More and more international students are enrolling in colleges in the United States. This increase can be attributed to a number of reasons, including quality of education, future employment opportunities, cost, scholarships, social recognition, and opportunities for immigration. Combine this with several thousand colleges and universities to choose from, and the U.S. has options and educational opportunities for everyone.
The road to acceptance at a U.S. college or university will never be 100 percent stress-free, but there are ways to make the process easier.
Independent college advisors can help international students navigate the admissions process and offer tips on:
1. Deciding where to apply. Getting into a U.S. college is often more difficult for international students. However, a student can gain an advantage if he or she knows which schools are particularly interested in international students as a way to add diversity and cultural enrichment to their programs. Students may also prefer to be at schools with more international students. Being far from home can often feel lonely, and the presence of fellow international students to share the experience can ease “culture shock.”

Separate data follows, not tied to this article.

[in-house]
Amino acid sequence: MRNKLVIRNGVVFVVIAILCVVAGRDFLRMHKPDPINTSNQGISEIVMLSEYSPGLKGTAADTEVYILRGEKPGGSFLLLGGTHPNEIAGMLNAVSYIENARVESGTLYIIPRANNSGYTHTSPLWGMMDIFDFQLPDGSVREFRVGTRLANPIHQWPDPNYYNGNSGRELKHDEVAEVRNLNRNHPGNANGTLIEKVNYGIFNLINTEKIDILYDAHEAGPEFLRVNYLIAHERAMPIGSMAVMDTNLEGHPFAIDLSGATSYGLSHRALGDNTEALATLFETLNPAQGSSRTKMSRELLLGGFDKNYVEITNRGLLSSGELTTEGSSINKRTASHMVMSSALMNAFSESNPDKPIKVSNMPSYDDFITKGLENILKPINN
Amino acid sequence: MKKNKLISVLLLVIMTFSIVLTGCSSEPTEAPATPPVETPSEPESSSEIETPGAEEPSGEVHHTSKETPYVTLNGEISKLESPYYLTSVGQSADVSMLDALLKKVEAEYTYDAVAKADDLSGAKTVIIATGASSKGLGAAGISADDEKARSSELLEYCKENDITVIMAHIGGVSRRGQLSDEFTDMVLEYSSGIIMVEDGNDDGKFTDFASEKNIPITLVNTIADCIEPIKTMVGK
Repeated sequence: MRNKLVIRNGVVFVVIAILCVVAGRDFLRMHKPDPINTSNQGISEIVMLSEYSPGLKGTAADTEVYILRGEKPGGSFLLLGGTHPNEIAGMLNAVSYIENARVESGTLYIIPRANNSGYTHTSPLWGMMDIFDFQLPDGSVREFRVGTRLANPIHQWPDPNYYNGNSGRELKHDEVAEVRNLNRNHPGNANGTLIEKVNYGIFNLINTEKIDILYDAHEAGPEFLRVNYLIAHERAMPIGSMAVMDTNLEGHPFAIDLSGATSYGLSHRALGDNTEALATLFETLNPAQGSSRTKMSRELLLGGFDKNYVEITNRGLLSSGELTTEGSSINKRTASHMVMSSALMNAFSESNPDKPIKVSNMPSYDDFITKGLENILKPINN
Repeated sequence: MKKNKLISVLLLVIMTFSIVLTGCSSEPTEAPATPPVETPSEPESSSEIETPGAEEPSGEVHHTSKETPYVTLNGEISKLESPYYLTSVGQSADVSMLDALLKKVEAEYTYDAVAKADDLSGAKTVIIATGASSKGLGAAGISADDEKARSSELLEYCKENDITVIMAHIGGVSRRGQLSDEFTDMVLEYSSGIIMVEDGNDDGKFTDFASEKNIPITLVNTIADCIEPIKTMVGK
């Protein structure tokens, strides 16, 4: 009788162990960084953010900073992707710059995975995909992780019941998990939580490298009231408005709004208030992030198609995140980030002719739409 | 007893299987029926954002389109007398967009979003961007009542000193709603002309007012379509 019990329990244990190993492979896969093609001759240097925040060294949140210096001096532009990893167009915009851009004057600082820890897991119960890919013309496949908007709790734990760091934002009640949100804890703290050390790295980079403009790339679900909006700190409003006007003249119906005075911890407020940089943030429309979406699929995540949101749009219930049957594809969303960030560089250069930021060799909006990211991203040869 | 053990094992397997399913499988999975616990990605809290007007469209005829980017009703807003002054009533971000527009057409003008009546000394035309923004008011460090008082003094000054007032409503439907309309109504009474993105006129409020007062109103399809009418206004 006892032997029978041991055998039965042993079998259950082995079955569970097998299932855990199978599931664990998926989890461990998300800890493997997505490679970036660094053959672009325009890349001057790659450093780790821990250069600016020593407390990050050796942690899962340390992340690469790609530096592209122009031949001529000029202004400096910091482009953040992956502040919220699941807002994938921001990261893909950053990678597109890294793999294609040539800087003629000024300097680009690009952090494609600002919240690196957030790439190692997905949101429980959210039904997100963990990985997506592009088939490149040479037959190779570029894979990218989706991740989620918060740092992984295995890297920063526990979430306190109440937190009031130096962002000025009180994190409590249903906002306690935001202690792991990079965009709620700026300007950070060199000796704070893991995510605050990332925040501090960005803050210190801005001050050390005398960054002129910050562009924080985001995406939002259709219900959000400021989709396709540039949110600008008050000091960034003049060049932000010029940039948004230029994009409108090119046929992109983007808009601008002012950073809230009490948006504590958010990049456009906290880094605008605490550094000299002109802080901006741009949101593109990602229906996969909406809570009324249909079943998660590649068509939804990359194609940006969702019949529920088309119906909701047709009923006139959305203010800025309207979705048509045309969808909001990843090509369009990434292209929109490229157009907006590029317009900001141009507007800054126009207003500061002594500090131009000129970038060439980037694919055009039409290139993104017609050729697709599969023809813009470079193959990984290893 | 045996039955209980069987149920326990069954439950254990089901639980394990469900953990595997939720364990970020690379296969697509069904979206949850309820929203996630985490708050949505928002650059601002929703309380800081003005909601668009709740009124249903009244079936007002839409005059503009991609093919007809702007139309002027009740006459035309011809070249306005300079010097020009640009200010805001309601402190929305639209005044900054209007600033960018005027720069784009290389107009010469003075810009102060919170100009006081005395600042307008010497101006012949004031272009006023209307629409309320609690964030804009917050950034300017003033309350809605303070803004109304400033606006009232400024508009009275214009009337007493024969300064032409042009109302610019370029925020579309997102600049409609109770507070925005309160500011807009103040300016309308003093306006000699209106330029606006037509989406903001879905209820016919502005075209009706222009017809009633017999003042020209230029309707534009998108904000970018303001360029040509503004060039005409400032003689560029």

2. Taking the required tests. Many universities require international students to take the TOEFL or IELTS as part of the application process. The TOFEL and IELTS test a student’s understanding of English. The minimum score requirement on each of these tests varies greatly, so be sure to check with each school’s specific policies when preparing to apply. Oftentimes, if an international student’s native language is not English, the only exceptions would be if the student studies at an English speaking high school, or if the student earned a bachelor’s degreein a particular country like the United States, the United Kingdom or Australia, or Anglophone Canada. International students may also want to look into test-optional schools that do not require the SAT or ACT as part of the admissions process. Schools that do not use these scores can be found at Fairtest.org. However, it is best to check the school’s web page for the most current information regarding test policies.
3. Building the resume with extracurricular activities. In addition to good grades, colleges like students who participate in extracurricular activities. Many international students do not have extensive resumes, so these activities can propel one international student over another in the admissions process. With these activities, a student should demonstrate to the admission committee some level of accomplishment, passion, initiative, commitment, and leadership. Activities can include drama, music, sports, dance, volunteer work, work experience or internships. Colleges prefer to see a few activities that show a student’s sincere dedication over a list of as many activities as possible.